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Banks Tipping Over?
January 23, 2015
The central banks of the world continue to shock markets. “Shock”
was a word used to describe the completely unexpected rate cut by
the Bank of Canada (BofC) on Wednesday January 21, 2014. It
was not quite in the same league as the shock delivered by the
Swiss National Bank (SNB) the previous week when they
unexpectedly released the Swiss Franc from its peg with the Euro.
There were some similar if opposite effects. The Swiss Franc
soared that day while the Cdn$ “tanked” losing 2% against the US$
on the day.
The Cdn$ is down 3% so far on the week and 6% so far in 2015. Trading desks that were caught with too
many Cdn$ suffered immediate losses. Apparently, there were margin calls against some firms. That was
not unlike what happened with the Swiss Franc although there was no word of any firms going under as a
result of the BofC’s surprise move.
On Thursday January 22, 2015 the European Central Bank (ECB) came in with its own version of “shock
and awe” when they announced a quantitative easing (QE) program of €60 billion a month until September
2016. That was above the expected € 50 billion. At current exchange rates (that changes every day as the
Euro sinks) that is just under US$75 billion/month although some say it is equivalent to the US’s QE3 of
$85 billion/month. The impact on the Euro was immediate as the Euro fell another 2.0%. Stock markets
were delighted as stock markets in the US, Europe and Canada all rallied on the news. All the stock
markets seem to believe that the punchbowl should continue.
Shock and awe is hardly a term one should be using when referring to the central banks of the world. One
is supposed to think of confidence, prudence and sound money management. Take the BofC as an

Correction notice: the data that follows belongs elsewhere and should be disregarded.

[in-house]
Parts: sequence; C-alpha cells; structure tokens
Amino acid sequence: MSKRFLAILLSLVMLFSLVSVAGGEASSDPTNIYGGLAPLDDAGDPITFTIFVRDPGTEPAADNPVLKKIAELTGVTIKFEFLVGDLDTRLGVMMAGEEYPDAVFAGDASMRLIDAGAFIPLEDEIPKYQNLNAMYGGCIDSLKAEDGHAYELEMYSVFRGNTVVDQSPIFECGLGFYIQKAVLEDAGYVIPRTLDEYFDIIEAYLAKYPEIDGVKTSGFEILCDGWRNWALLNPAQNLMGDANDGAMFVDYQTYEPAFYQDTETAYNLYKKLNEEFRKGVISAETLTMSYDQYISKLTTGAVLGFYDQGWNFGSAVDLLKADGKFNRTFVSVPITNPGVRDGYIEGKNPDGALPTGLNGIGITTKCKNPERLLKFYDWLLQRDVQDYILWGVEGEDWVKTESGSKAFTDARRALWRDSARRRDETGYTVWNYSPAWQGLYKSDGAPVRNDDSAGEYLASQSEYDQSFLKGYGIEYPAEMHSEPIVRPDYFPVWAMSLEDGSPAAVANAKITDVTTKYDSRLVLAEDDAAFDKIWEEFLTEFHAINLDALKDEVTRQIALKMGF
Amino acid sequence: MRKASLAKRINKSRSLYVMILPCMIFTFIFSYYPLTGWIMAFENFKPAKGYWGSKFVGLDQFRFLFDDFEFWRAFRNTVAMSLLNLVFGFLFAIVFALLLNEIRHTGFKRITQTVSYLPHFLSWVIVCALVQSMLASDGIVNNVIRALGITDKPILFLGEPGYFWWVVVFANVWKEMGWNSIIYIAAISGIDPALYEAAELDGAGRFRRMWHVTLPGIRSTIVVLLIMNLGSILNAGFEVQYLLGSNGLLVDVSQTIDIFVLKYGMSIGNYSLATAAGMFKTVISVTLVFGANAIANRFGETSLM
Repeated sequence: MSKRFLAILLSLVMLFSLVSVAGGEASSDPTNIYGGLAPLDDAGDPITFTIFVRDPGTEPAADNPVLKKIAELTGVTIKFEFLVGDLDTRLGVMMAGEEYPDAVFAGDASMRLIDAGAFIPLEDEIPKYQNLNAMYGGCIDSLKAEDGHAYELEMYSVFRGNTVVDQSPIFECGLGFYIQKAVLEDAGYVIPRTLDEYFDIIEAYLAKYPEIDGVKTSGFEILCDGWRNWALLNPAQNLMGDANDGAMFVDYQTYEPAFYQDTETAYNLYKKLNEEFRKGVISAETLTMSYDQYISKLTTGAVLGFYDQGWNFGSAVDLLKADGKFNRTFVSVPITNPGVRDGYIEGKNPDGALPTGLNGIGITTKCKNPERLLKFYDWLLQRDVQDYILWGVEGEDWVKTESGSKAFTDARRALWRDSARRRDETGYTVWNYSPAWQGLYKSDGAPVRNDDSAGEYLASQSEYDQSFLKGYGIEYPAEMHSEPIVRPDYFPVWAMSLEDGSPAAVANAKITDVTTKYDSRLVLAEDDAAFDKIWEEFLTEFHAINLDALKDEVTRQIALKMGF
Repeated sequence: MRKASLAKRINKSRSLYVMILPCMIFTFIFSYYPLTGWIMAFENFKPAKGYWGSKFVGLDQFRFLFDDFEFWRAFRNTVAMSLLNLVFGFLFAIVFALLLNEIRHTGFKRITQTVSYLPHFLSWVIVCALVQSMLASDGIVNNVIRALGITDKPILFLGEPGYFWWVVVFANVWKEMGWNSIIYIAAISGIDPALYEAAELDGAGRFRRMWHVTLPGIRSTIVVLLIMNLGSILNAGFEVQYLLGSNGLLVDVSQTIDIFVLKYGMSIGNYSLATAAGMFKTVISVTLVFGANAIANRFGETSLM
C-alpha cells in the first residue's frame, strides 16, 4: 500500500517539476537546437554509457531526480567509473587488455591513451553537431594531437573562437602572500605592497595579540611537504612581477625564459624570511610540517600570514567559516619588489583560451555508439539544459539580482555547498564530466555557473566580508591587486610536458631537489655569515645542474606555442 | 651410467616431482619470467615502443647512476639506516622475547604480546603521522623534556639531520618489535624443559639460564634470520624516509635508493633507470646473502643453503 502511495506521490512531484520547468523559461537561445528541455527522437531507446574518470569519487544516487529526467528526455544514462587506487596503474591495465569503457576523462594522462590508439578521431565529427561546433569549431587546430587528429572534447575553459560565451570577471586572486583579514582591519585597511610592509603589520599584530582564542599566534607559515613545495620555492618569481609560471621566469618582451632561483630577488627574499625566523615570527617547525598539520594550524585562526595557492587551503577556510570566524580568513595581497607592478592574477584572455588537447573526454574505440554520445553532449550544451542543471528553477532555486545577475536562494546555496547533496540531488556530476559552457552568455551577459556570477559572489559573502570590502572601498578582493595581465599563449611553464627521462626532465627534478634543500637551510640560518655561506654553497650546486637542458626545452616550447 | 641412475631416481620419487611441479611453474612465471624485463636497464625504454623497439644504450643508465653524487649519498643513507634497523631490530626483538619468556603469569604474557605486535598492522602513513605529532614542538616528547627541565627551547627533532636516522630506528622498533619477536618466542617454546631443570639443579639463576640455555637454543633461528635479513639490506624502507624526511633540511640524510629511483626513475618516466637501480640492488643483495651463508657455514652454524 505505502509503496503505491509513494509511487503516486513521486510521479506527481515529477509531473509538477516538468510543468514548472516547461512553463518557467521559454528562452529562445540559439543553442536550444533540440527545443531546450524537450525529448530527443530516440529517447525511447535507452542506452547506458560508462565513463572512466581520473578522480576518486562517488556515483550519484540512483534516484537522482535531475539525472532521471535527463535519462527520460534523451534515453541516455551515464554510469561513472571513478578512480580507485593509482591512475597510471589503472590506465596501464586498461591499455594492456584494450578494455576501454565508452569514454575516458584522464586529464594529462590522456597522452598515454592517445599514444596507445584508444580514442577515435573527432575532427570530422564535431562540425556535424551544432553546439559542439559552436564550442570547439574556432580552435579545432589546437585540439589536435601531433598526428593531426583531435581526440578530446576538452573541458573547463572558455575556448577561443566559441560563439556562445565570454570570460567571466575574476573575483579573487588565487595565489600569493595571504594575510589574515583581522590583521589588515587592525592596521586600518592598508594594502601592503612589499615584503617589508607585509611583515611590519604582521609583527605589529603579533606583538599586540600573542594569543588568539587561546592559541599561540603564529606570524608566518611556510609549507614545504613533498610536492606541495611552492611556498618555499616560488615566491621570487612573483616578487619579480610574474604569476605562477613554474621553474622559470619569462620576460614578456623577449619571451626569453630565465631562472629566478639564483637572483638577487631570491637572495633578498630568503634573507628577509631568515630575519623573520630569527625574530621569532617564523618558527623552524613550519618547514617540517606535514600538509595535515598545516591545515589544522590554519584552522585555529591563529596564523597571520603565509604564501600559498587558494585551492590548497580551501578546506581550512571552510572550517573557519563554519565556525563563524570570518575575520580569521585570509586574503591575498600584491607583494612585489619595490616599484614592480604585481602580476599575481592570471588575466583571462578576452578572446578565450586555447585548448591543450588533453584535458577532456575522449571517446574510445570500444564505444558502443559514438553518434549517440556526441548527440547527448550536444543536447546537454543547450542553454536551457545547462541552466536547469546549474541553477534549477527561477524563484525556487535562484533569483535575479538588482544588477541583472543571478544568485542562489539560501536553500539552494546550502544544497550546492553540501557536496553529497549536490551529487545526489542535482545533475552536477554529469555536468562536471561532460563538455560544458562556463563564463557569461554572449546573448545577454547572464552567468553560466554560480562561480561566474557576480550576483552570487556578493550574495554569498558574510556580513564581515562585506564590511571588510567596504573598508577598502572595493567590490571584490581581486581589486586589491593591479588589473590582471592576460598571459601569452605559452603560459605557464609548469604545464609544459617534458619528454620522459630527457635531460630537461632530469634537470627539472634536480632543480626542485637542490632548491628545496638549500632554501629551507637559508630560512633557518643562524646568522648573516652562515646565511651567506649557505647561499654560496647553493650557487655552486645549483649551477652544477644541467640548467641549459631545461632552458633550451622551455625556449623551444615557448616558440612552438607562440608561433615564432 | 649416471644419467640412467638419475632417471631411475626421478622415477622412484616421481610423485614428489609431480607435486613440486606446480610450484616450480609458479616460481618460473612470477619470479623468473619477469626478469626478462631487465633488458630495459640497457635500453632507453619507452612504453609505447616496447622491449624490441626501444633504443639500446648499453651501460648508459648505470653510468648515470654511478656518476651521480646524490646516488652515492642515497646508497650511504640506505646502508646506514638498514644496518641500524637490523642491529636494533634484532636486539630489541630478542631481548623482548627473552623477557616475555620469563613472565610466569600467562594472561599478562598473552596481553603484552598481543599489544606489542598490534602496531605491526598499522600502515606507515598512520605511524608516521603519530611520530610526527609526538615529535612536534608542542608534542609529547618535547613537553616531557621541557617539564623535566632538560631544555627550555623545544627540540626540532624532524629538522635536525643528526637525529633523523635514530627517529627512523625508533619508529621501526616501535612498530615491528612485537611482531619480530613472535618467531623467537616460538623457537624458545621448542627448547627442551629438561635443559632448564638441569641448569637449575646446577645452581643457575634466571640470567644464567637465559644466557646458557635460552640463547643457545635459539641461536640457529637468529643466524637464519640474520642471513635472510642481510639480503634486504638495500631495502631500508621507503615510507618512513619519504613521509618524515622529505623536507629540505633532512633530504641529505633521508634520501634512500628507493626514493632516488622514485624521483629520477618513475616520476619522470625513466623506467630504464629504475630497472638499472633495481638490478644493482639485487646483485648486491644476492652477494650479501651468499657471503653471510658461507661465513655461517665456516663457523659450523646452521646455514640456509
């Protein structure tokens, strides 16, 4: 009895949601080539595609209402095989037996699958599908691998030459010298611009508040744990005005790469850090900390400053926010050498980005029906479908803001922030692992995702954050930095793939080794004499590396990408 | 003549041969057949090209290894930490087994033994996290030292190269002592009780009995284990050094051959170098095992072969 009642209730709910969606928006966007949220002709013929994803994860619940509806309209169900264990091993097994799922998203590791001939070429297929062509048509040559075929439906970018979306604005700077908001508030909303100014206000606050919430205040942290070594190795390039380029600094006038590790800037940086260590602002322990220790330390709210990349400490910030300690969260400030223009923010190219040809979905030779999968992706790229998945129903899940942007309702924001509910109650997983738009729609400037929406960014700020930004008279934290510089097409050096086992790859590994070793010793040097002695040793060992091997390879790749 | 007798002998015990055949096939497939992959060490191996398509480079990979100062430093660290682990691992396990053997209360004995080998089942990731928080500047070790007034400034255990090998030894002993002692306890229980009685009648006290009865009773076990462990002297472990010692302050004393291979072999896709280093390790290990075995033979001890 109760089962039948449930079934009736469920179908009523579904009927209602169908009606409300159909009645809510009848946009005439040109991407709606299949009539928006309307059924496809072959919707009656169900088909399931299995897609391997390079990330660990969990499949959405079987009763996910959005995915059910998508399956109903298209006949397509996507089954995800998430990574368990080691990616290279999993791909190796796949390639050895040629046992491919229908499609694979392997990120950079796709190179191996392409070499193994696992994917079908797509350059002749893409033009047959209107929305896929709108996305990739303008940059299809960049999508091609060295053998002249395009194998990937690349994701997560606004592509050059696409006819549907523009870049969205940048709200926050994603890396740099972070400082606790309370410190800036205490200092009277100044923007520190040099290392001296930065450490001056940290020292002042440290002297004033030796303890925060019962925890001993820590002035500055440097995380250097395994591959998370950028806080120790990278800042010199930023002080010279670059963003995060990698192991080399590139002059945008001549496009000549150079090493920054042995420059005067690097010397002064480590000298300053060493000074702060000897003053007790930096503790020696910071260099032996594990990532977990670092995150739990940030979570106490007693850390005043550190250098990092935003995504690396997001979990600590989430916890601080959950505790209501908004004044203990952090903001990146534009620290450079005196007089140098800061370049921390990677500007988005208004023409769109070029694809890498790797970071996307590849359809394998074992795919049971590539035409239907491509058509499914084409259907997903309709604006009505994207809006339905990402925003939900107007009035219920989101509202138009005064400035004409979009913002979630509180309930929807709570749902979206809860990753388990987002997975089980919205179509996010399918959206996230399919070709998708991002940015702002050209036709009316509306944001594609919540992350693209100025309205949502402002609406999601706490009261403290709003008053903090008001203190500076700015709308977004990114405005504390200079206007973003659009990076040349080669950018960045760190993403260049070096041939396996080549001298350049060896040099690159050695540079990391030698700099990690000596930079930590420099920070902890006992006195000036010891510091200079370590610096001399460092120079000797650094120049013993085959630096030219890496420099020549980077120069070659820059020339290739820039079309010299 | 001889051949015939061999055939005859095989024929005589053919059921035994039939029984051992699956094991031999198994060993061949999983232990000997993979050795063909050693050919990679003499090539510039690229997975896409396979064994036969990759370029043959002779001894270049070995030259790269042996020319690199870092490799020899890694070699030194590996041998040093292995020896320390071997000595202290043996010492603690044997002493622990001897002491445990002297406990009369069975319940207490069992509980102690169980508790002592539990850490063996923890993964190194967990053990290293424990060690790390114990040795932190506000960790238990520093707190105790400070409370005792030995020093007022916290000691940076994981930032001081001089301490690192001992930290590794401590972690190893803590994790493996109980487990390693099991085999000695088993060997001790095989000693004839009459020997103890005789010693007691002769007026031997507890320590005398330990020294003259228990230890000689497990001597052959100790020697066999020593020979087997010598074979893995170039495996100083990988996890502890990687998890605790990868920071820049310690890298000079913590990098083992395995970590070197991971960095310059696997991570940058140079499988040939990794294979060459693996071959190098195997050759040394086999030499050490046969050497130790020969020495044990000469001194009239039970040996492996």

example. Its purpose and role is “to promote the economic and financial welfare of Canada”. The BofC has
four main areas of responsibility (which is the same with all central banks) – monetary policy, financial
system, currency, and funds management.
Cutting interest rates on one hand while worrying and warning about sharply rising household debt (now
163% of household income) and once again fretting about Canada’s overvalued housing market (by 30%
according to some analysts) does not exactly engender confidence. Watching the currency collapse to
multi-year lows does not engender confidence in the currency or the country. The interest rate shock came
on top of the oil price decline shock. Although if you just drive as most of us do, the oil price decline is a
boon. The interest rate cut was designed, according to the BofC to offset the decline in oil prices to some
extent and the oil price decline impact on debt-to-disposable income and jobs. The market ignores the
overvalued housing market and high debt to income ratio at their peril.
The expectation is that lower interest rates will set off a boom in investment by corporations and spur
consumer demand by consumers borrowing more. Canada, like all western countries has had low interest
rates for years and it has failed to set off a major investment boom nor has it sparked a sharp rise in
consumer spending. The exception may be in housing where low interest rates have encouraged people
to assume large mortgages and buy up helping to push home prices into the stratosphere particularly in
major cities such as Toronto and Vancouver. Yet it was sharply rising housing prices financed with cheap